Friday, January 21, 2005

Observations on the Inauguration

Peggy Noonan, normally not one to be overly critical of President Bush, described her Inauguration Day experiences and expressed misgivings about the tone and scope of the President's Second Inaugural Address. The column contains many delicious Noonanisms and is worth reading in full. A sample:

The inaugural address itself was startling. It left me with a bad feeling, and reluctant dislike. Rhetorically, it veered from high-class boilerplate to strong and simple sentences, but it was not pedestrian. George W. Bush's second inaugural will no doubt prove historic because it carried a punch, asserting an agenda so sweeping that an observer quipped that by the end he would not have been surprised if the president had announced we were going to colonize Mars.

The President's purpose, of course, was to define the nation's values and to plot our course into a future where we can help the world become more democratic and free. He knows, as I'm sure most of us do, that there are practical limitations that will prevent us from achieving perfect success. But there's nobility in the effort, and every measure of success, however small, will make life better for someone on the planet we all share.

As Robert Browning said it, "Ah, but a man's reach should exceed his grasp. Or what's a heaven for?"

* * *

A Washington Post news analysis today took a somewhat more positive view of the President's address (in contrast with their editorial). This quote from the article reflects the tone of the analysis:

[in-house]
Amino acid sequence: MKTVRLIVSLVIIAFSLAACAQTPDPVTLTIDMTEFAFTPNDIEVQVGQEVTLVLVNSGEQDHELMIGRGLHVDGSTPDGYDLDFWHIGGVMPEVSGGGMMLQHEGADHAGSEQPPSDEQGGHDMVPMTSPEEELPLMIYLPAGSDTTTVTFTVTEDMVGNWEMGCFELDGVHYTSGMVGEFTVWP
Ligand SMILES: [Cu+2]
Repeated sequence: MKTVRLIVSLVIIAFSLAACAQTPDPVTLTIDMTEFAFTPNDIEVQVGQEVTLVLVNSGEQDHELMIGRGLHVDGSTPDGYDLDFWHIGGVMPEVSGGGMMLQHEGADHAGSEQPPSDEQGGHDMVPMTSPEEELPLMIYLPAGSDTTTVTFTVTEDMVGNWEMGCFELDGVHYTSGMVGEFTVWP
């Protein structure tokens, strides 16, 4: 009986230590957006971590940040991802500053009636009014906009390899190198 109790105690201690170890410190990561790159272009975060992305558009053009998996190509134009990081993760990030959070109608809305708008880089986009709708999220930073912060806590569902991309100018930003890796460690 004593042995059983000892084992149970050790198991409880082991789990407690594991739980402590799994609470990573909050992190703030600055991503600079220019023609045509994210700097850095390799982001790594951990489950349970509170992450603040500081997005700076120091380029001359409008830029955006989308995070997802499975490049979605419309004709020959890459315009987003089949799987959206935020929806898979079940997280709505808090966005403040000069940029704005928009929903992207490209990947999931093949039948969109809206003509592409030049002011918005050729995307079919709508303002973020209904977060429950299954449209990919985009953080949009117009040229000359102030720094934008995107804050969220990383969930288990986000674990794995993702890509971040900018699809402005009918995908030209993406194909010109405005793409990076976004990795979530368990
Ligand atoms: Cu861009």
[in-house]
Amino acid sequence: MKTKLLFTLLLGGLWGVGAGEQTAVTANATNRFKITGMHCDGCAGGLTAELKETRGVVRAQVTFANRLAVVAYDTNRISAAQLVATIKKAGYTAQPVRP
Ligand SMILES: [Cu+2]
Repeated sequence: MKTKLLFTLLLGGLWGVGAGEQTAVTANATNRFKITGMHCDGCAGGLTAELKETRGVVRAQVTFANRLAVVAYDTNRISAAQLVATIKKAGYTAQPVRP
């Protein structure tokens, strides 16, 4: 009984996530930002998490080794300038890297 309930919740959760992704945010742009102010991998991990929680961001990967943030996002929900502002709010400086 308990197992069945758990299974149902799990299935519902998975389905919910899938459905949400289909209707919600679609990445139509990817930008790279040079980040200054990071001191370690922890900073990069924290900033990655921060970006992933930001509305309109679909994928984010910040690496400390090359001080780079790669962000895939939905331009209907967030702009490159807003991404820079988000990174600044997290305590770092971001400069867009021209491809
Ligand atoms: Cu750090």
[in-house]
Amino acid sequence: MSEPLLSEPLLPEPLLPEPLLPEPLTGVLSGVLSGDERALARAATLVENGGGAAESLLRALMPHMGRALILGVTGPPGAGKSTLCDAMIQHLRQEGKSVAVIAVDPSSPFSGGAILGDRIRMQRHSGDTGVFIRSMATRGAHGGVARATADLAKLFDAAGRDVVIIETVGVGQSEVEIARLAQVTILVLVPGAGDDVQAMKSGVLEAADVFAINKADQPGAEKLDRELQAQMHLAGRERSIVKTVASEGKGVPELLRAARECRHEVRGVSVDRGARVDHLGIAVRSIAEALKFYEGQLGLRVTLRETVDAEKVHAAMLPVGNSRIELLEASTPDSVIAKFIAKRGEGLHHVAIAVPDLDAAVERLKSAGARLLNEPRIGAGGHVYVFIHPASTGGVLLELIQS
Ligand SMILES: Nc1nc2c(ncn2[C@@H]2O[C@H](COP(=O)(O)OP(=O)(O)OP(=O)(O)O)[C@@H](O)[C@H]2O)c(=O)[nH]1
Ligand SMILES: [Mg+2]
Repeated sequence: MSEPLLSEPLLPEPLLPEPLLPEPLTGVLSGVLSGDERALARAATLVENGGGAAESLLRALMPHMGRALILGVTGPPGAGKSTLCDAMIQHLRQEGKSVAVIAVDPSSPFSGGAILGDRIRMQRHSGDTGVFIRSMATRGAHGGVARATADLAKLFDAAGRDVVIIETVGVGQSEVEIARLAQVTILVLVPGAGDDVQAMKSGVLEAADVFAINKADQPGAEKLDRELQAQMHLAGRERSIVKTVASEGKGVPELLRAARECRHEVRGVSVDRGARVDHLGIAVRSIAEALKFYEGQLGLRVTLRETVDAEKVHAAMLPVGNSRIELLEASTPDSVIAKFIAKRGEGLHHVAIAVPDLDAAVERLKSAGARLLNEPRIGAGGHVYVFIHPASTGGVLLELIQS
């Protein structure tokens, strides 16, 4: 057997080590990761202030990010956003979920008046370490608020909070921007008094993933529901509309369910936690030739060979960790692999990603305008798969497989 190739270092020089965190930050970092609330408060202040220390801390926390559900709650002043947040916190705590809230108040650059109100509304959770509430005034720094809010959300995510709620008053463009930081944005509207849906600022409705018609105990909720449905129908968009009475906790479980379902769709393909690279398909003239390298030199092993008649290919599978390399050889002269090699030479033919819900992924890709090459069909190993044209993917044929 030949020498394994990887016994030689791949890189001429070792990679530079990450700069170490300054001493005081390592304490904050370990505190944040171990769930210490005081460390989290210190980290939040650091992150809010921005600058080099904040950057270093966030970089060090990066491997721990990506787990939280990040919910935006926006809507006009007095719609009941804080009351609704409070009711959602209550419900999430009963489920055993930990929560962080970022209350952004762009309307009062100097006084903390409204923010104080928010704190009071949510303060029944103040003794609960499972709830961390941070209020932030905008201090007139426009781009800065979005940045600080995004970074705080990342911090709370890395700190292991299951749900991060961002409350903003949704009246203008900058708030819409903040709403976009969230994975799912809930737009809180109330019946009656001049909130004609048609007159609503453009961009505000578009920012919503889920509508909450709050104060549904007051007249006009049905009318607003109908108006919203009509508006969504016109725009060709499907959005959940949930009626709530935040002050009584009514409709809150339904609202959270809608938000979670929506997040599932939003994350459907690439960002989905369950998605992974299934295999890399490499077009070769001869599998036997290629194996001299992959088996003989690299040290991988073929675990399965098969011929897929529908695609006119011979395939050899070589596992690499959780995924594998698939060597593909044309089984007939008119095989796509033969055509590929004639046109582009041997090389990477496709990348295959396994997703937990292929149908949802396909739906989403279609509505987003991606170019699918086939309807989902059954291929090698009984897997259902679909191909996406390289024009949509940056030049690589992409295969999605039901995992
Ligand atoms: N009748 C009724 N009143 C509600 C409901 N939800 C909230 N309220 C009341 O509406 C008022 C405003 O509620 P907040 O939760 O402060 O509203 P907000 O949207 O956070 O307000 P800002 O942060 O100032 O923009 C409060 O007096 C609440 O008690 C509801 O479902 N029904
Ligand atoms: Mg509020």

John Lewis Gaddis, a Yale University historian who has written influential critiques of Bush's first-term policies abroad, predicted the address would echo for years. "It's very much in the tradition of great speeches of the past," he said, adding that the speech says: "This is where we want to be some distance from now. We understand we can't get there tomorrow. But it's important to have that destination described.

***

Finally, in a Washington Post letter to the editor, Ty Clevenger of Arlington, Virginia said:

I was amazed by the viciousness of the anti-Bush protesters I encountered while waiting in line to enter the Black Tie and Boots Ball Wednesday night.

They didn't just vent their hatred for President Bush; they vented their hatred for all Texans. They chanted about "racists" and "sexists" and blamed these ills on Texas. They even insulted men's cowboy hats. I dare say the most ardent Clinton-haters wouldn't have stood outside a ball insulting all people from Arkansas.

However, the personal insults were the least of the protesters' offenses.

Many compared George W. Bush to Adolf Hitler, thereby treating the deaths of 6 million Holocaust victims as some kind of sideshow. I'm sure red- and blue-state voters alike wouldn't appreciate that.

I suppose we'll have to tolerate these kinds of distasteful protestors as long as Republicans are in power. Unfortunately, their ignorance and hatred, widely publicized at home and abroad by our media, have an impact that far exceeds their numbers and significance.

To paraphrase Henry II: Will no one rid us of these meddlesome pests?

1 Comments:

Blogger Gindy said...

I read this article (Noonan)and it did make me think a little. But, I liked the speech. A lot of people think it meant we are going to go around the world attacking countries. I don't think that was the point. It seems that would still be a last resort. We still have many diplomatic and economic incentives to encourage democracy. It would also takes years to make this happen and not over night.(but it is possible that I misunderstood her point)

7:00 PM, January 21, 2005  

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